Brussels, February 6: European Council President Donald Tusk on Wednesday said there is a "special place in hell" for those who pushed for Brexit without a plan and reiterated the EU's refusal to renegotiate the withdrawal treaty. Tusk's comments came after he spoke to Irish Prime Minister Leo Varadkar. He also took aim at UK's Prime Minister Theresa May and opposition Labour Party leader Jeremy Corbyn, claiming there was a leadership void at the heart of the 'Remain' movement, the Guardian reported.
The top EU official also tweeted the remark: "I've been wondering what that special place in hell looks like, for those who promoted #Brexit, without even a sketch of a plan how to carry it out safely." Tusk said he knew there were "still a very great number of people" in the UK, on the continent and in Ireland who wanted to reverse the decision. Brexit Fallout: Nissan Cancels Plans to Manufacture New Model X-Trail in UK.
I've been wondering what that special place in hell looks like, for those who promoted #Brexit, without even a sketch of a plan how to carry it out safely.
— Donald Tusk (@eucopresident) February 6, 2019
"I have always been with you with all my heart, but the facts are unmistakable. At the moment the pro-Brexit stance of the UK Prime Minister and the leader of the opposition rules out this question. Today there is no political force and no effective leadership for Remain." He said the EU's top priority was to prepare for the "fiasco" of a no-deal Brexit, while ruling out any renegotiation of the Irish backstop.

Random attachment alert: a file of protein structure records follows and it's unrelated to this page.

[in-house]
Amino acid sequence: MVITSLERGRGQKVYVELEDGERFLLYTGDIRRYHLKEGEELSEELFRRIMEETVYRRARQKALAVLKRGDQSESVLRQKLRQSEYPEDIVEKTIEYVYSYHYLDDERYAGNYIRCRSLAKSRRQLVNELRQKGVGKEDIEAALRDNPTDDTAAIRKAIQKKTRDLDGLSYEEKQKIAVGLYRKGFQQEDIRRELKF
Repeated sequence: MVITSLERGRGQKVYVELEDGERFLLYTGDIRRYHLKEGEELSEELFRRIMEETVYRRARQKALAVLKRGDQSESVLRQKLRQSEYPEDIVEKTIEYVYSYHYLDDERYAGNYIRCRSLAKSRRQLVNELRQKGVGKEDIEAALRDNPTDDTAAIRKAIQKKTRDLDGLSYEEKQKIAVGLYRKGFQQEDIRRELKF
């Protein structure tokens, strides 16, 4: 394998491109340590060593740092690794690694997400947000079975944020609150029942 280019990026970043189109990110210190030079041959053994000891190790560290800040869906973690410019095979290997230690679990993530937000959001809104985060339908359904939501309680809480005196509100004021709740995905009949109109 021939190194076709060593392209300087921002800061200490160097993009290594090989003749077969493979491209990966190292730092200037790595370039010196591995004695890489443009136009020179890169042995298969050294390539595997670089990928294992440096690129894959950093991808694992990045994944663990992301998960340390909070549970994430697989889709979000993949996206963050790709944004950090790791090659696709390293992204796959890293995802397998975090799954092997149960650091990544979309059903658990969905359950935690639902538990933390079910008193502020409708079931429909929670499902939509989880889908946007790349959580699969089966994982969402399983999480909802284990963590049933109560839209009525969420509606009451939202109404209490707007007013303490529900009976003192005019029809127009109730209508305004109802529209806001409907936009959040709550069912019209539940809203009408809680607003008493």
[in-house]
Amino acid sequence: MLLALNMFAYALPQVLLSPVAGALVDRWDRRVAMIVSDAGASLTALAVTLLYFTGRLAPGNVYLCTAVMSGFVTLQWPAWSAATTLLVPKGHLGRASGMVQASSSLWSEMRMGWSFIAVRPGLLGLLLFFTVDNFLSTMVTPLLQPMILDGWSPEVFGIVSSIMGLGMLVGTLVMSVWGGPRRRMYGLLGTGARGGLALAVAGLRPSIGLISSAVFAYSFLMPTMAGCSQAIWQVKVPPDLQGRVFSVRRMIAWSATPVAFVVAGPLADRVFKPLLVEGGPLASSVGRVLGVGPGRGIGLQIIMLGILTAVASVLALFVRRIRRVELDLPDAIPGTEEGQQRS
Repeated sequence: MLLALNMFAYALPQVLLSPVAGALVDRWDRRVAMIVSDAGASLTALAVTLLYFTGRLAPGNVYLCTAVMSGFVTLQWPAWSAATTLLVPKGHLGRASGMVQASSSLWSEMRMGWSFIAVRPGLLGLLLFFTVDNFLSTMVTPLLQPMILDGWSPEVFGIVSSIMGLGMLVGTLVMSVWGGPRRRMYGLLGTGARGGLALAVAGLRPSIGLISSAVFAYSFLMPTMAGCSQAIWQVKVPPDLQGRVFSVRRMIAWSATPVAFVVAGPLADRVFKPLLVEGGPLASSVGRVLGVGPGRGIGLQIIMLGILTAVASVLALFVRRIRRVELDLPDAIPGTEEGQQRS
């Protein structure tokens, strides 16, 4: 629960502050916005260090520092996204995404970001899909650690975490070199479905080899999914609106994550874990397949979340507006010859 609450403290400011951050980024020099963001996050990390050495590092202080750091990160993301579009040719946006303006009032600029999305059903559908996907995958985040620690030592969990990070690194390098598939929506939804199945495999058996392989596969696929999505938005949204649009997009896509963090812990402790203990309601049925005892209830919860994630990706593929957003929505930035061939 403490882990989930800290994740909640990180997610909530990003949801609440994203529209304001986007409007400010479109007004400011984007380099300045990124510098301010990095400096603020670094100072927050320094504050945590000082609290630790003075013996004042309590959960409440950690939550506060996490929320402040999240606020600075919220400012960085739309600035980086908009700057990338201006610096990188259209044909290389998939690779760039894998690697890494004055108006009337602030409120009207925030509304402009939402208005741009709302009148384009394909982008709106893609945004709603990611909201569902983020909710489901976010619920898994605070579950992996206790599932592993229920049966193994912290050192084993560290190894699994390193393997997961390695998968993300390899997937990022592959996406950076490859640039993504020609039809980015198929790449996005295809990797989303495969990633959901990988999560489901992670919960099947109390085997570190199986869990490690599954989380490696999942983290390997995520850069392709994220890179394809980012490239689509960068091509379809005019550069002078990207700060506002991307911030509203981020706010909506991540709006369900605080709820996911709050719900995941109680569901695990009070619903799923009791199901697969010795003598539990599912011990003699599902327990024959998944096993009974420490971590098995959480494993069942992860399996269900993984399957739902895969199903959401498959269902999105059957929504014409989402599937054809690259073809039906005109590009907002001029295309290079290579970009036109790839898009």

"There is no room for speculation here... We will not gamble with peace or put a sell-by date on reconciliation," he said, rejecting British demands for a time limit on the Irish backstop. After the press conference ended, Varadkar was picked up on a microphone, saying: "They'll give you terrible trouble, the British, for this." In response, Tusk nodded and laughed.
Varadkar said the withdrawal agreement May agreed with the EU in November was "the best deal possible". He said the backstop was intended never to be used, but was needed as a legal guarantee, "to ensure that there is no return to a hard border on the island of Ireland while protecting the integrity of our European single market and customs union".
"The instability in British politics in recent weeks demonstrates exactly why we need a legal guarantee and a solution that is operable that we know will work, will last," he said.
"As leader of a small country this solidarity resonated deeply in Ireland, and with other small member states," he said, adding that because of the "instability and fast-approaching deadline, no-deal planning must intensify".
May was in Northern Ireland for a second day of talks ahead of her visit to Brussels on Thursday when she will meet Tusk and European Commission President Jean-Claude Juncker. Tusk said he hoped to "hear from... May a realistic suggestion on how to end the impasse".
Last month, May's Brexit deal was comprehensively rejected by the UK Parliament and MPs then voted to send her back to Brussels to seek "alternative arrangements" to the Irish backstop.